An important current trend is the Maker Movement. When applied to healthcare, patients can hack their illnesses with simple modifications. Patients are making a difference by driving solutions in their own care, on an individual case-by-case basis.

The Maker Movement has begun to intersect with healthcare in long-reaching, meaningful ways. It has become a fundamental part of the vision at the U.S. Department of Health and Human Services (HHS). TechShop has made a point to provide access and tools for healthcare Makers. MIT has joined the fray with MIT Hacking Medicine, an ecosystem for entrepreneurs to hack medicine. The idea is patients innovating to help themselves, and to make discoveries that can help countless others.

A cornerstone of the Maker Movement is 3D printing, also called additive manufacturing, one of the most disruptive technologies across every industry and economy. Its applications in healthcare are tremendous and game-changing. Widespread access to and knowledge about 3D printing is going to take the patient maker movement to a whole new level.

The biggest concept behind 3D printing is: Complexity is Free. What does that mean? That it will cost the exact same amount of money to print a 3D medical device or brace for me that’s perfectly fitted to my body as it does to print out a perfectly fitted brace for anyone else’s body. It doesn’t cost more money to make something more intricate and complex, beyond the “ink.”

The explosive growth of 3D printing means that you can personalize and individualize literally every single thing in your life to your exact specifications—color, design, size. This is a huge difference from making one-size-fits-all. Anything that goes on or in the body will be printed to fit you 100 percent. Just about anything that was previously made of plastic or metal can now easily be printed in 3D.

An example of 3D printing’s potential are external wearable devices like casts and braces that will be made by 3D printers using plastic, which can be exposed to water. Old-styles casts are clunky and uncomfortable—they’re itchy and they’re bulky and don’t fit comfortably under clothing. You can’t get them wet, and after a while they become ragged-looking and smelly. A 3D cast is thinner and lighter than a traditional cast. It is waterproof and has holes in it to make it easier to wash and scratch the skin underneath. Finally, a cast you can shower with! It could be made with colors and personalized designs so it would be more fun to wear. The best part is, a personalized 3D cast won’t cost any more – and might even cost less – than a traditional cast. The cost to add in some personalized design is basically zero – and in terms of design and innovation, you’re only limited by your imagination.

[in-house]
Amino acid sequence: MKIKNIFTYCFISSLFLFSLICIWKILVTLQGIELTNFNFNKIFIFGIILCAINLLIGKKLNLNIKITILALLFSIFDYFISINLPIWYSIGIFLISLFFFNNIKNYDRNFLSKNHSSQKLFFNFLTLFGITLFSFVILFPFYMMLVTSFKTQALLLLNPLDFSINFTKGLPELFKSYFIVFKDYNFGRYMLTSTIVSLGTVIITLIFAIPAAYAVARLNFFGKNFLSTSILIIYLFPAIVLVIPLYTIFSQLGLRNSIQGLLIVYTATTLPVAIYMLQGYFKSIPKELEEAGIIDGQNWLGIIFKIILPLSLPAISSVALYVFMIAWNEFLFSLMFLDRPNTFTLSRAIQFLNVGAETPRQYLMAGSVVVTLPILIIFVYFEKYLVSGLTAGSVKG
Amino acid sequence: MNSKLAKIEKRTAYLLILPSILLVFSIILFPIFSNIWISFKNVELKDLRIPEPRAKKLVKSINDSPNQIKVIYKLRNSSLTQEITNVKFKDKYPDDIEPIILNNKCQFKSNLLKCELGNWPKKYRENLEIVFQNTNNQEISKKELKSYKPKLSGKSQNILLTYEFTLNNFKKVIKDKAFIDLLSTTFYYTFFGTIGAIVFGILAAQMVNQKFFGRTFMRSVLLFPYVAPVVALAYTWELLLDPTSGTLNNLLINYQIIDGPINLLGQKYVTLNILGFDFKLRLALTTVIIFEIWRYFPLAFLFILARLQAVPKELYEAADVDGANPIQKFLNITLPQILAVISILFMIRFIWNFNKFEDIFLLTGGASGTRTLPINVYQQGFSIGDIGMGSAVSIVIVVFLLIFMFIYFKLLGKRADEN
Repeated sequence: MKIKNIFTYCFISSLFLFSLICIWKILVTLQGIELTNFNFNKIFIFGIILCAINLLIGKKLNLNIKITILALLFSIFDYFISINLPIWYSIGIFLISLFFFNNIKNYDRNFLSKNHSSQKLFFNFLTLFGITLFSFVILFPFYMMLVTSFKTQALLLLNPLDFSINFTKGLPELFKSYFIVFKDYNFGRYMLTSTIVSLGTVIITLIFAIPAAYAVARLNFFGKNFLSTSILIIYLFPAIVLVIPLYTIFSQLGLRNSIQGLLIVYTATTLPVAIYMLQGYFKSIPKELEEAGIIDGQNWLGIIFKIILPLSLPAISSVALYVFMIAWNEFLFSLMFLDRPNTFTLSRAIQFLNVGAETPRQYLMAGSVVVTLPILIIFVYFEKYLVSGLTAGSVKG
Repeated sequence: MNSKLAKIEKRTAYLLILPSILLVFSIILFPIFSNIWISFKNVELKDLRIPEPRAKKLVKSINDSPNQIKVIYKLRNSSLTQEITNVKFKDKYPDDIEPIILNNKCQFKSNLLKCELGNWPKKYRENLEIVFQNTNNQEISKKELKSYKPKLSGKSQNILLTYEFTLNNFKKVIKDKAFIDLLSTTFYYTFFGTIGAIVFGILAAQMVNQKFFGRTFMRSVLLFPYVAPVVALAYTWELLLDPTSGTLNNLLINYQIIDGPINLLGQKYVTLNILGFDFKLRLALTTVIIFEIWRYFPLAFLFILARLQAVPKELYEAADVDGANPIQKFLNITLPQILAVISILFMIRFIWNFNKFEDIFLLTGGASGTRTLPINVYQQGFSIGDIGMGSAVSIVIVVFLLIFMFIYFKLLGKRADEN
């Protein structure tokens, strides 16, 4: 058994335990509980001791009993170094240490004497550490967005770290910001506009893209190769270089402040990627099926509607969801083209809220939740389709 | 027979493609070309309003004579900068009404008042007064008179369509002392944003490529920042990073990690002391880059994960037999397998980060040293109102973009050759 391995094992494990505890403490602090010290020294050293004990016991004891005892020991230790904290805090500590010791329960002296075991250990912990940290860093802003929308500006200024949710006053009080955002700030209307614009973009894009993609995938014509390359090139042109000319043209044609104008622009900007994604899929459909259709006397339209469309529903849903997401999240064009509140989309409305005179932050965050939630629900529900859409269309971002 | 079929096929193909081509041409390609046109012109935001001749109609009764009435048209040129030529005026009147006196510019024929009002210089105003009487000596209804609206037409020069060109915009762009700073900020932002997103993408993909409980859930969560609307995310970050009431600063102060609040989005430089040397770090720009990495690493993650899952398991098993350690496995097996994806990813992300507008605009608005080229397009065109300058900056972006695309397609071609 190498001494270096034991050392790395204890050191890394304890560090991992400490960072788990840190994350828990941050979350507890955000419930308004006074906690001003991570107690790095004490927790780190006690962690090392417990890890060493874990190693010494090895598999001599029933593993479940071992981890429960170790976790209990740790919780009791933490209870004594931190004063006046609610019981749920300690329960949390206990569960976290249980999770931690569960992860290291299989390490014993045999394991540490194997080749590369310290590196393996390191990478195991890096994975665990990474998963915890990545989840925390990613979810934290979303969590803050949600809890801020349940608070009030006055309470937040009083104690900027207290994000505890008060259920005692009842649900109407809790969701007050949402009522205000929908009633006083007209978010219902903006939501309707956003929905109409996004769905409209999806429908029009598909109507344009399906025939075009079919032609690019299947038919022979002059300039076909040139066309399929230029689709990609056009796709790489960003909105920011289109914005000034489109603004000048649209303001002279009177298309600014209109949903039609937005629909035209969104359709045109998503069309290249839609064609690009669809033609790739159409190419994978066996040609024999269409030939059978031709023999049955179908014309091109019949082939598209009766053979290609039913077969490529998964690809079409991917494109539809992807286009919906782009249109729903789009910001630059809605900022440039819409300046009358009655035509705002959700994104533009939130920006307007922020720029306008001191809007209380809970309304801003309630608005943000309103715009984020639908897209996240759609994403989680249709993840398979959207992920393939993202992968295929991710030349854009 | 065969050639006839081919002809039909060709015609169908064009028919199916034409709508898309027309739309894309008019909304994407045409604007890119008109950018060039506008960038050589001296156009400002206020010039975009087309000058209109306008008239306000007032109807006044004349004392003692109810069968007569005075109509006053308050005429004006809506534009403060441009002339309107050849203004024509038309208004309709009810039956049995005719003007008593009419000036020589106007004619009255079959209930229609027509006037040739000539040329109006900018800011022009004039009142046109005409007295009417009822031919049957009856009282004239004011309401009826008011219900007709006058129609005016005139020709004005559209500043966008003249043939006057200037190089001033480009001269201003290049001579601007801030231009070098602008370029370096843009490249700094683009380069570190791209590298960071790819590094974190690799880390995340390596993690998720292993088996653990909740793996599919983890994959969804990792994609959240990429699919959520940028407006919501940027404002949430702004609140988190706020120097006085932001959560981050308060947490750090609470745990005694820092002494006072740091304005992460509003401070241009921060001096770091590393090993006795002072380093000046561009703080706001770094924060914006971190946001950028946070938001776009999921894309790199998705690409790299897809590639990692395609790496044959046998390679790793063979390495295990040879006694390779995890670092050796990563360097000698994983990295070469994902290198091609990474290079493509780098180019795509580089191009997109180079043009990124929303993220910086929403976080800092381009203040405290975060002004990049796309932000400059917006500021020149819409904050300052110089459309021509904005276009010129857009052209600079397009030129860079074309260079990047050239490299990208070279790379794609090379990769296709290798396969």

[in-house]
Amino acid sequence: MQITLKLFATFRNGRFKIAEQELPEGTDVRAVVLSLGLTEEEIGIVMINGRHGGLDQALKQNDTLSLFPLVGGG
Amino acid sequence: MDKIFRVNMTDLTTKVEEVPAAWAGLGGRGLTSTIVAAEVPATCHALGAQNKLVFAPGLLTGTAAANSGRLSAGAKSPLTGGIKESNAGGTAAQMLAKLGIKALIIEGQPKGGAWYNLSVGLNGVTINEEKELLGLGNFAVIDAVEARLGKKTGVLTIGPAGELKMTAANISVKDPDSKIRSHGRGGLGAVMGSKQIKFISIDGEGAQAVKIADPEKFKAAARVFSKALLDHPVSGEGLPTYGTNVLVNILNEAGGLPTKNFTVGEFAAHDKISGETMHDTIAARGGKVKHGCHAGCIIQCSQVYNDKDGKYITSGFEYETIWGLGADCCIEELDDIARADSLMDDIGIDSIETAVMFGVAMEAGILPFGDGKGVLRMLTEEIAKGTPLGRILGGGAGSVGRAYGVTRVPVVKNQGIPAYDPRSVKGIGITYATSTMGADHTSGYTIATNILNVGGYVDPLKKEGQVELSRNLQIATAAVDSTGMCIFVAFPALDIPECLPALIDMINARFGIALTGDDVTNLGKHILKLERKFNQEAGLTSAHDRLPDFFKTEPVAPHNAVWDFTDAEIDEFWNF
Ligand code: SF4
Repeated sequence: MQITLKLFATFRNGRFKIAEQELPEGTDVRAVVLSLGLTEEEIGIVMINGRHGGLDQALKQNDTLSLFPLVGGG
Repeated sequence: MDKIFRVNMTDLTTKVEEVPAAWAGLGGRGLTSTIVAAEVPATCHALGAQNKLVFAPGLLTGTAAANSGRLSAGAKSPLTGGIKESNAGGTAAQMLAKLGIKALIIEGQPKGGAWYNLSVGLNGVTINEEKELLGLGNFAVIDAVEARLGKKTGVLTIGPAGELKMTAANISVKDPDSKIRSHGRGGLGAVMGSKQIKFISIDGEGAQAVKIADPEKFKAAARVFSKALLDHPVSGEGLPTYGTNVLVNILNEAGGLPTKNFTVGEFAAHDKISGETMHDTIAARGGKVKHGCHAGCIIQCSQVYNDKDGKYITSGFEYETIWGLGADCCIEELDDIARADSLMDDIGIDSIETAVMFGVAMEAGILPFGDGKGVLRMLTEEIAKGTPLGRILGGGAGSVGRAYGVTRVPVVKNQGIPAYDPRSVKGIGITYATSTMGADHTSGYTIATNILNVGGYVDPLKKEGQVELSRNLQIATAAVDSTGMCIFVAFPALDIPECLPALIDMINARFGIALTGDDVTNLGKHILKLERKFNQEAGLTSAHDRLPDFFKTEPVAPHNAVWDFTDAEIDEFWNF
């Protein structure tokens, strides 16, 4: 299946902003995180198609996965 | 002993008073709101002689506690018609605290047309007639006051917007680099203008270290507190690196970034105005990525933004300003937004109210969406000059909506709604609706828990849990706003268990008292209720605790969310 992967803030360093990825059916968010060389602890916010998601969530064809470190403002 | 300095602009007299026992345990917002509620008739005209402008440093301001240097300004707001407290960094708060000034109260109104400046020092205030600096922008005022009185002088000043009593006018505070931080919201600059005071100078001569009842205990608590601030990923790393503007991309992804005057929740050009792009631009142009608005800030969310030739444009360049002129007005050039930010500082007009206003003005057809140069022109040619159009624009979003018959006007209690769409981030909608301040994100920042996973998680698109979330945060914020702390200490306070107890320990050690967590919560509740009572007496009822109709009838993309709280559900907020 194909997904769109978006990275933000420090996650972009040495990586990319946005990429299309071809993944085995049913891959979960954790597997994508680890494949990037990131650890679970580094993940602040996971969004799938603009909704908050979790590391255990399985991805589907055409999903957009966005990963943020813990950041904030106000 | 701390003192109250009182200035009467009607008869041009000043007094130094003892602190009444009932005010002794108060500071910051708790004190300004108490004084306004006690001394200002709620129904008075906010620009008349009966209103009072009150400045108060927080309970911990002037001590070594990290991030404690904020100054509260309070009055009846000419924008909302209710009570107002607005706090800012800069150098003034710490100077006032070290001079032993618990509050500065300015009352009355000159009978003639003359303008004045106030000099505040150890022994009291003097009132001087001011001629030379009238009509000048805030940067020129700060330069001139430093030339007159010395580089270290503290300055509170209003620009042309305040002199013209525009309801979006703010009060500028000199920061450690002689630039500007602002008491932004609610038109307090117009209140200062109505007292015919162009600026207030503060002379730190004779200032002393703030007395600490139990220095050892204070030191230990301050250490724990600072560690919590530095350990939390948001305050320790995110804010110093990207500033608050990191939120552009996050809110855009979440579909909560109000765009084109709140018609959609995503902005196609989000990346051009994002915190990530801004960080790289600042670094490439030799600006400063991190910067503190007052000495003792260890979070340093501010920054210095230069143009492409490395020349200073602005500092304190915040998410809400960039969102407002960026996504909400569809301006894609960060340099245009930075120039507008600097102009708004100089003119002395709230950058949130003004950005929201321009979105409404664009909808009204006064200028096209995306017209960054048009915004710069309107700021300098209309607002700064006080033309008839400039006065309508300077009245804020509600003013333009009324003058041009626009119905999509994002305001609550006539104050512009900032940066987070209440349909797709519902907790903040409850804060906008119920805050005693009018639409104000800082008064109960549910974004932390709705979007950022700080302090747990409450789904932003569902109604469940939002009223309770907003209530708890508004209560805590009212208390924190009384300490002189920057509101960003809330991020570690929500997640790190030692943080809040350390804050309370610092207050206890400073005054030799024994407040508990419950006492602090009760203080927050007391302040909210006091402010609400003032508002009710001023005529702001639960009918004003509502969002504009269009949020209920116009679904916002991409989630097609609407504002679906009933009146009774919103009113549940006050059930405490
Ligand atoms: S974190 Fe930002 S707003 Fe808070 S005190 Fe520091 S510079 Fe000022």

3D printing would be able to furnish hospital with on-demand supplies and equipment. In areas with unstable supply lines or in remote locations, 3D printing will mean the difference between being able to access some supplies, or having nothing at all. For example, Dr. Loubani in Gaza recently 3D-printed a stethoscope that cost $2.50 to make, instead of paying the $200 price tag for a traditional stethoscope. He has data to prove that the printed stethoscope works as well as a traditional one. It’s difficult to get enough medical supplies to places like Gaza and 3D printing provided an immediate solution, with accurate results.

Widespread access to and knowledge about 3D printing is going to take the patient Maker Movement to a whole new level. I expect to see rapid progress, now that patients suddenly have easy access to new tools to create solutions that can make a major impact, especially in daily routines.

Traditional medicine isn’t deeply personalized, but the Maker Movement is making it possible for patients to individualize their treatments, share their work and ideas in communities, collaborate together and innovate further.

Robin Farmanfarmaian is an entrepreneur and speaker who has worked in eleven tech startups, mostly in biotech and medicine. Her book, The Patient as CEO, is out now. Robin believes that technology can empower patients and make a positive impact in the health and medical fields. As a teenager, she was misdiagnosed with an autoimmune disease that led to forty-three hospitalizations and six major surgeries – many of them ultimately unnecessary. Robin’s unique personal history inspired her to write The Patient as CEO as an education tool and resource for healthcare professionals, the tech industry and most importantly – patients.
Visit her website,, and follow Robin on Twitter: @RobinFF.